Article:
This then was the very beginning of the involvement of France in the affairs of Italy. French involvement would be carried to new levels by Louis XI's son, Charles VIII in 1493, when answering an appeal for help from Ludovico Sforza, younger son of Francesco Sforza. In answer to this appeal, Charles VIII would lead an invasion of Italy that would become a real watershed and a significant turning point in Italian political history.
Louis XI died in August 1483 and was interred in the Basilica of Notre-Dame de Cléry in Cléry-Saint-André in the Arrondissement of Orléans. His wife Charlotte died a few months later and is interred with him. Louis XI was succeeded by his son, Charles VIII, who was thirteen. His eldest daughter Anne of France became Regent.
Louis developed his kingdom by encouraging trade fairs and the building and maintenance of roads. Louis XI pursued the organization of the kingdom of France with the assistance of bourgeois officials. In some respects, Louis XI perfected the framework of the modern French Government which was to last until the French Revolution. Thus, Louis XI is one of the first modern kings of France who helped take it out of the Middle Ages.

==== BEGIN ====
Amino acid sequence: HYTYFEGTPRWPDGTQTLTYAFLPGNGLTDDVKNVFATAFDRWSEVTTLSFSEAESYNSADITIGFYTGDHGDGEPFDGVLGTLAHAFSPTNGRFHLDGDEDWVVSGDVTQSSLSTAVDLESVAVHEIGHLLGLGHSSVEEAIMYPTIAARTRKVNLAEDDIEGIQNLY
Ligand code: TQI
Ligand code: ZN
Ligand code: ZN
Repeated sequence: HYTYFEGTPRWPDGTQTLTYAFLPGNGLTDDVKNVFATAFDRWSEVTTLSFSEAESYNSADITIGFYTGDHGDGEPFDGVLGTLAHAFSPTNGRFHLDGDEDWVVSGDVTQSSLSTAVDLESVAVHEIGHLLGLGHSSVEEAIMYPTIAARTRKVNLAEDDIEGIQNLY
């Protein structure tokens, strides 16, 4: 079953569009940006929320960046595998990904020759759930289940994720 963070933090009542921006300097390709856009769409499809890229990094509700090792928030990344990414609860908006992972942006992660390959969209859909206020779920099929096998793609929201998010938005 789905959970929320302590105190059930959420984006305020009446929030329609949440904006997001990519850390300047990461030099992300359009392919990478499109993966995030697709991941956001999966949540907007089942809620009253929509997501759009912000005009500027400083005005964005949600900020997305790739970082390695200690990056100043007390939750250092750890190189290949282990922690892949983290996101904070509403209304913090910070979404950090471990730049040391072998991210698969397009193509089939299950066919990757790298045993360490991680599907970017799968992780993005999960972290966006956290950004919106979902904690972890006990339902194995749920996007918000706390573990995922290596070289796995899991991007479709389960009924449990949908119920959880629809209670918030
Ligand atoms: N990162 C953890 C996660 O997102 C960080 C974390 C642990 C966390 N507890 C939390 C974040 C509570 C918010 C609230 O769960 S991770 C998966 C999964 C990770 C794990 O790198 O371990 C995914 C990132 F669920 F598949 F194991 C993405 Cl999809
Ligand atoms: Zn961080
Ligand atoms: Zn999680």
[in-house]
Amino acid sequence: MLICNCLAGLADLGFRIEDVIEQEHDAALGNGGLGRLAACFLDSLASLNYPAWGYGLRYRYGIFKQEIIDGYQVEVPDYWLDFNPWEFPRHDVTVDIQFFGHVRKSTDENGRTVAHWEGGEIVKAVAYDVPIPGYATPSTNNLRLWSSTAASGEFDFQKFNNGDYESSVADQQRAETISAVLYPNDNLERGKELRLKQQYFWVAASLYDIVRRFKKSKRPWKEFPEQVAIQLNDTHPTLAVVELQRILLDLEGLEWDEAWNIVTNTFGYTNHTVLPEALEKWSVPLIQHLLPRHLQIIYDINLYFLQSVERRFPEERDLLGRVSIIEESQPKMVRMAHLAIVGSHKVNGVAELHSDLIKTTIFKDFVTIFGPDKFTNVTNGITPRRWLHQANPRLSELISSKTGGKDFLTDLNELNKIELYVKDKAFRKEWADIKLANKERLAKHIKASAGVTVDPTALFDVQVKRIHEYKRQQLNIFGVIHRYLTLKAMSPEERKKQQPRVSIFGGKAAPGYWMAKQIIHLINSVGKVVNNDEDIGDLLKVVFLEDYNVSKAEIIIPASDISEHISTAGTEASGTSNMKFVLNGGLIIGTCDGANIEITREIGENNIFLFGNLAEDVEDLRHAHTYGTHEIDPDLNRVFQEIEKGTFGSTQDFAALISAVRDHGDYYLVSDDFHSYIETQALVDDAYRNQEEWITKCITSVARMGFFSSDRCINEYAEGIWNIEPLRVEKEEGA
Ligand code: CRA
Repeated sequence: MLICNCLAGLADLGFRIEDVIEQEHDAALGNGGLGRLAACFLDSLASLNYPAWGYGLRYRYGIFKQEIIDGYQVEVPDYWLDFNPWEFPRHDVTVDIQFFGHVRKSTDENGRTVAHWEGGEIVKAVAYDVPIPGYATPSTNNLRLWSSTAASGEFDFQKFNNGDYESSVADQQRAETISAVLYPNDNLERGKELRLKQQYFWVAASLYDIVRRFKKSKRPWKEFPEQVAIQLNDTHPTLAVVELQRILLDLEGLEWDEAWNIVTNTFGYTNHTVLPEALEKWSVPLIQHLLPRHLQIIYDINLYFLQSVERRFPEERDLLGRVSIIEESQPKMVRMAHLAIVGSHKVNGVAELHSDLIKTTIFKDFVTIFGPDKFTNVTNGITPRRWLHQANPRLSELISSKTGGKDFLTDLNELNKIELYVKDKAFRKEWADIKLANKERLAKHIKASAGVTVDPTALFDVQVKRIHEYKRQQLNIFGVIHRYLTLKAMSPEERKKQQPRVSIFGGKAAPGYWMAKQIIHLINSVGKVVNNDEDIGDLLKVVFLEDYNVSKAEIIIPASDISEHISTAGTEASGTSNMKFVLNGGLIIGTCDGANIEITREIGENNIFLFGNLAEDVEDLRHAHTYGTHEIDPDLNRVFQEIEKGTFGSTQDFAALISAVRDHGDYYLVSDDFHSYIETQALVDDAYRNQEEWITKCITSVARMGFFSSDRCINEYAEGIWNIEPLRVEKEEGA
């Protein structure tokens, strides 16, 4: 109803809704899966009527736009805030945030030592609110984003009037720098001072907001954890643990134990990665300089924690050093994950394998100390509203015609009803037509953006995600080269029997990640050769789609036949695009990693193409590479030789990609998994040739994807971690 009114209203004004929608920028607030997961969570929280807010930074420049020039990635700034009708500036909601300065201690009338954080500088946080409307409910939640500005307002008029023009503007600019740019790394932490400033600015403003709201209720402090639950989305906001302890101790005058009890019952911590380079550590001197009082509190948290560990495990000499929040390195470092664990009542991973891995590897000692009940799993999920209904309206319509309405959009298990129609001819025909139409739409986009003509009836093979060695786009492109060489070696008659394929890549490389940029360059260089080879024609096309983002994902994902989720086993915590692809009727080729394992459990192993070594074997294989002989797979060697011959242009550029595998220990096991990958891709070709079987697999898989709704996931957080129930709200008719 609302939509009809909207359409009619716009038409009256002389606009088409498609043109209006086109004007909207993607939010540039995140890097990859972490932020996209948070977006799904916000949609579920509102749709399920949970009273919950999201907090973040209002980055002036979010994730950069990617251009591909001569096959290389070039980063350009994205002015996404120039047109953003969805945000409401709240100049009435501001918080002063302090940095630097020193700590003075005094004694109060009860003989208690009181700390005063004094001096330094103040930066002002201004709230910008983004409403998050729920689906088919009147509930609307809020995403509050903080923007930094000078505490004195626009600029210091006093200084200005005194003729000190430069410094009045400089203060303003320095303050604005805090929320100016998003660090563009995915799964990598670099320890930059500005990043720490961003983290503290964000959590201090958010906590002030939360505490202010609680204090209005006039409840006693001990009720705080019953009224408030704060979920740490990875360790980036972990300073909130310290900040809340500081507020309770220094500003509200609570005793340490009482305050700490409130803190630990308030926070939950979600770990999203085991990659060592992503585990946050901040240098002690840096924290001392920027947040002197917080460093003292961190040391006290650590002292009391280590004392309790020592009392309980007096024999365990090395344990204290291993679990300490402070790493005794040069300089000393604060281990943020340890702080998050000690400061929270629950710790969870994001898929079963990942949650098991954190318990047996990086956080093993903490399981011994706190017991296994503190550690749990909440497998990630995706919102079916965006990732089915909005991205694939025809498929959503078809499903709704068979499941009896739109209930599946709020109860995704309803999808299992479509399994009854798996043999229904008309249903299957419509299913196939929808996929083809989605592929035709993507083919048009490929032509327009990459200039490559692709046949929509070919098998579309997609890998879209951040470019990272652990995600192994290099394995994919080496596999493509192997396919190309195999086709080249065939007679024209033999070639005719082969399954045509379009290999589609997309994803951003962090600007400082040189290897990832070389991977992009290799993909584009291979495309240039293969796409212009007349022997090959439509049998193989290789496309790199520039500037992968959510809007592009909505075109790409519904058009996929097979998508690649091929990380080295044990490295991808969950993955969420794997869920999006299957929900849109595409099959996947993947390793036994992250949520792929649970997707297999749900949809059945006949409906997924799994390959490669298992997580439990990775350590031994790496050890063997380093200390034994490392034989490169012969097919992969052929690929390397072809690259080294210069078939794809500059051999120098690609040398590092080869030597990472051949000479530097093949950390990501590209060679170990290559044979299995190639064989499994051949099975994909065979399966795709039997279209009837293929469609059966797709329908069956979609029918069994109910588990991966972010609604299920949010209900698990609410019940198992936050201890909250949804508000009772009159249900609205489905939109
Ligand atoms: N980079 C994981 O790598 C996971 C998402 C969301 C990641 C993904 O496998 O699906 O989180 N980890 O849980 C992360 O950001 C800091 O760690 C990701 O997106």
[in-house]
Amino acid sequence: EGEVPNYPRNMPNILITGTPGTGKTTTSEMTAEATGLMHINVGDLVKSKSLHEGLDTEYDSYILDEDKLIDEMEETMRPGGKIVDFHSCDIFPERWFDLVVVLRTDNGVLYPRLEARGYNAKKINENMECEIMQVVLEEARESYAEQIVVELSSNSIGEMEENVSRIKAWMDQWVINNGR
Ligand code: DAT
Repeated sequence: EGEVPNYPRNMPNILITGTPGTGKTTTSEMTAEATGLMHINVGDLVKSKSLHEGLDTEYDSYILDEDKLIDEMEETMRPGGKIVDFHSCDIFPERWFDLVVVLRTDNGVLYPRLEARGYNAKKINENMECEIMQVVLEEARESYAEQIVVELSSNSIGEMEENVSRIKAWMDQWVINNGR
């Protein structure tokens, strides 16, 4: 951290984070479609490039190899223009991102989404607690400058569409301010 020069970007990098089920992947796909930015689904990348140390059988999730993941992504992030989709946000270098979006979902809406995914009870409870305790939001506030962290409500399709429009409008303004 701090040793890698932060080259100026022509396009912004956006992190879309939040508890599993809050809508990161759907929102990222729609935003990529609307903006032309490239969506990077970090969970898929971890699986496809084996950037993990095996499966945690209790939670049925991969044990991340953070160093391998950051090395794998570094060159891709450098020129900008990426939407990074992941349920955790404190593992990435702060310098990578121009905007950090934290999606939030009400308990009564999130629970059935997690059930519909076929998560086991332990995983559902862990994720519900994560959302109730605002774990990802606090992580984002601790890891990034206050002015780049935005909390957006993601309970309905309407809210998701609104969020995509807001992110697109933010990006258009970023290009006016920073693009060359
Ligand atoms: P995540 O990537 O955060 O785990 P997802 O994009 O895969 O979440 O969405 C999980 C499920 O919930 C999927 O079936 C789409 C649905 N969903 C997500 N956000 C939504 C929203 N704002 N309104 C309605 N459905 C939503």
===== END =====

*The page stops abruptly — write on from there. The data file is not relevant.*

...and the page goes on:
Louis XI was very superstitious and surrounded himself with astrologers. Interested in science, he once pardoned a man sentenced to death on condition that he serve as a guinea pig for a gallstone operation.
Through war, cunning, and sheer guile, Louis XI overcame France's feudal lords, and at the time of his death in the Château de Plessis-lez-Tours, he had united France and laid the foundations of a strong monarchy. He was, however, a secretive, reclusive man, and few mourned his death.